Implementation of the recommendations in this guidance for legacy products and processes would likely begin with the activities described in Stage 3.

Process validation for drugs (finished pharmaceuticals and components) is a legally enforceable requirement as following:
A drug . . . shall be deemed to be adulterated . . . if . . . the methods used in, or the facilities or controls used for, its manufacture, processing, packing, or holding do not conform to or are not operated or administered in conformity with current good manufacturing practice to assure that such drug meets the requirements of this Act as to safety and has the identity and strength, and meets the quality and purity characteristics, which it purports or is represented to possess.

FDA regulations describing current good manufacturing practice (CGMP) for finished pharmaceuticals are provided in 21 CFR parts 210 and 211. 

In summary, the CGMP regulations require that manufacturing processes be designed and controlled to assure that in-process materials and the finished product meet predetermined quality requirements and do so consistently and reliably.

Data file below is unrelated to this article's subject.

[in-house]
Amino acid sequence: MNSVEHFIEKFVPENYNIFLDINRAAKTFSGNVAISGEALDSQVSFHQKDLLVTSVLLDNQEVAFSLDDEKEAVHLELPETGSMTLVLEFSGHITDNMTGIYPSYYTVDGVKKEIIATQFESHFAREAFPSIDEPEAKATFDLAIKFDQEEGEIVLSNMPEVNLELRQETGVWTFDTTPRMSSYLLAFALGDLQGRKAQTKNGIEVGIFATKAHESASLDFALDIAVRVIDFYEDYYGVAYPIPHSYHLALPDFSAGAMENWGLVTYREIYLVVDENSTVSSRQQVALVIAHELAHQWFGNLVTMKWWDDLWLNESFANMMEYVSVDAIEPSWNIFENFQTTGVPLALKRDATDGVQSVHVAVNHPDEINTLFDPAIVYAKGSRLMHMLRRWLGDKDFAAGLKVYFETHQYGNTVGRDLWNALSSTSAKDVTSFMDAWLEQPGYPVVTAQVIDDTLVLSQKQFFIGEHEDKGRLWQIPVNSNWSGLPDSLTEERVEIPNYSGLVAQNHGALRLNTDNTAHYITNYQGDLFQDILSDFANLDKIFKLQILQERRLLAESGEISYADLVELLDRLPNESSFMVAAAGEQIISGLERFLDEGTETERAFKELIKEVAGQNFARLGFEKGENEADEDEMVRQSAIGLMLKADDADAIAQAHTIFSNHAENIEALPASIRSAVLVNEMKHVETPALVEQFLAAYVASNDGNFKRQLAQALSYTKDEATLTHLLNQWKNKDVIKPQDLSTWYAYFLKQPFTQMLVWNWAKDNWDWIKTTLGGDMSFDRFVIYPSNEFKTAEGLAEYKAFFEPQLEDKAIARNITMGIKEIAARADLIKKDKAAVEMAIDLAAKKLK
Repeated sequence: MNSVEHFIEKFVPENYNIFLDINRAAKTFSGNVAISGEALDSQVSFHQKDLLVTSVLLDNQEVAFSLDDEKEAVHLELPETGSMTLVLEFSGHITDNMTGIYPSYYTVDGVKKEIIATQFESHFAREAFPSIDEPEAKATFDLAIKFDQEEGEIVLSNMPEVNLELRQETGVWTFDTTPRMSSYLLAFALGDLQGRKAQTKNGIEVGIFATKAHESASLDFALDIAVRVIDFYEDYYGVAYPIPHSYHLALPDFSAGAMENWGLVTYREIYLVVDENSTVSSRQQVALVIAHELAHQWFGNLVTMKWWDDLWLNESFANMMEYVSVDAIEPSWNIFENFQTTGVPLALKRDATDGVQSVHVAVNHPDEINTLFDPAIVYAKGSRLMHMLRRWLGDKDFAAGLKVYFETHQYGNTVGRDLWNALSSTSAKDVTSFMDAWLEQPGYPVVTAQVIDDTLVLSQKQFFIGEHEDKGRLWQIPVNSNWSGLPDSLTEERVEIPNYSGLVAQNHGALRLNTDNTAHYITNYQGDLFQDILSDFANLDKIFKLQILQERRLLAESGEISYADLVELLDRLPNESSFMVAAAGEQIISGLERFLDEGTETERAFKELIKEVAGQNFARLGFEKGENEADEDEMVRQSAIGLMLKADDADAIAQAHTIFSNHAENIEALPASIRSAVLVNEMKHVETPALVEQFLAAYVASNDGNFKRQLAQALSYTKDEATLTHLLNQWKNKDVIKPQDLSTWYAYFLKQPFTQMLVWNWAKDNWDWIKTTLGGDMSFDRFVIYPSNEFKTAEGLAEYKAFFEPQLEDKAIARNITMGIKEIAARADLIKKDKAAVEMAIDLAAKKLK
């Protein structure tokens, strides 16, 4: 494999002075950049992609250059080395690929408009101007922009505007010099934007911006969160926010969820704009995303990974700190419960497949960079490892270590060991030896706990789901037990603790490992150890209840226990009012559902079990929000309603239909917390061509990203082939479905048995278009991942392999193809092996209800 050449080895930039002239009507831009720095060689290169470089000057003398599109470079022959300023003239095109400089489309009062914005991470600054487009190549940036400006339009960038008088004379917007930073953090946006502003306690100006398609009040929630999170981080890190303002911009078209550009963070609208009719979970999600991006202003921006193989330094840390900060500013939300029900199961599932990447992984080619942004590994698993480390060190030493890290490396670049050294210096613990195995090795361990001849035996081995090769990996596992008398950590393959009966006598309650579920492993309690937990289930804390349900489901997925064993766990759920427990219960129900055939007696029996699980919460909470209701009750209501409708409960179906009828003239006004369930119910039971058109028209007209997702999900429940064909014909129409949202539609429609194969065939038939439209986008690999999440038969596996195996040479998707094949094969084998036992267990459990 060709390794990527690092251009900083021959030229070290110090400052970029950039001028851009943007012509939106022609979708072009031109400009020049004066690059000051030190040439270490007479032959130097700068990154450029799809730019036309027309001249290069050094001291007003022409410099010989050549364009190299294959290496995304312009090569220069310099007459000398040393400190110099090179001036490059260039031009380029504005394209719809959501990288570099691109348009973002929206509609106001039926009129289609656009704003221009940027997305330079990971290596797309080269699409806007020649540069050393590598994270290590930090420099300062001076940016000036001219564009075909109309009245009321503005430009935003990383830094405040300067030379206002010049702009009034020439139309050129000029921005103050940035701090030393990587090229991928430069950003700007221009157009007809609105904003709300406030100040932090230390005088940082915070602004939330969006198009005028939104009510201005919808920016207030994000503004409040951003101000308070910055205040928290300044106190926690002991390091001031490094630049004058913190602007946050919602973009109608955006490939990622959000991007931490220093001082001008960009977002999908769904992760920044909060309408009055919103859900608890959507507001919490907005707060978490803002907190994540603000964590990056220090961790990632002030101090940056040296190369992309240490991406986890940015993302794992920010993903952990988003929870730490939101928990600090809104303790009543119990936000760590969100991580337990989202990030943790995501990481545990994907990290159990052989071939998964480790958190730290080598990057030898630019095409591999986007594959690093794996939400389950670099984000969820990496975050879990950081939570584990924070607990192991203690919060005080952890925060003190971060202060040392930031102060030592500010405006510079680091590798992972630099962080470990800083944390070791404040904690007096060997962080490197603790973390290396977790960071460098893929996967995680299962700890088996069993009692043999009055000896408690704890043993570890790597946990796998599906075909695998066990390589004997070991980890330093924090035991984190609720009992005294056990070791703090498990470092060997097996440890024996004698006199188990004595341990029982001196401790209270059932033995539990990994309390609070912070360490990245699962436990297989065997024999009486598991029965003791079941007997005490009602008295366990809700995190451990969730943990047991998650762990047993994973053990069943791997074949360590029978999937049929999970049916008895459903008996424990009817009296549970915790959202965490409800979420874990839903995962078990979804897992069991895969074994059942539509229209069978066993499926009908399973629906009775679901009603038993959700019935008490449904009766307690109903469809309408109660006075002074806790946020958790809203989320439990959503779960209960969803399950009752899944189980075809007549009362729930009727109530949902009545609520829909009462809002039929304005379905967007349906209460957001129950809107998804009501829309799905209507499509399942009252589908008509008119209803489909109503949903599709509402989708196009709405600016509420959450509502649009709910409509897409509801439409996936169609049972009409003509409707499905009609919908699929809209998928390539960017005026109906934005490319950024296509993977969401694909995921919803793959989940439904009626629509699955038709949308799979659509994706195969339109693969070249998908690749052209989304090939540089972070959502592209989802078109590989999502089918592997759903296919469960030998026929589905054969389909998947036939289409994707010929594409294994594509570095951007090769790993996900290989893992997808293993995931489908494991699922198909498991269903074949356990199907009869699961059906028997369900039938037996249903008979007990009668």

In the following sections, we describe general considerations for process validation, the recommended stages of process validation, and specific activities for each stage in the product lifecycle.

A. General Considerations for Process Validation
In all stages of the product lifecycle, good project management and good archiving that capture scientific knowledge will make the process validation program more effective and efficient. The following practices should ensure uniform collection and assessment of information about the process and enhance the accessibility of such information later in the product lifecycle.

We recommend an integrated team approach to process validation that includes expertise from a variety of disciplines (e.g., process engineering, industrial pharmacy, analytical chemistry, microbiology, statistics, manufacturing, and quality assurance). Project plans, along with the full support of senior management, are essential elements for success.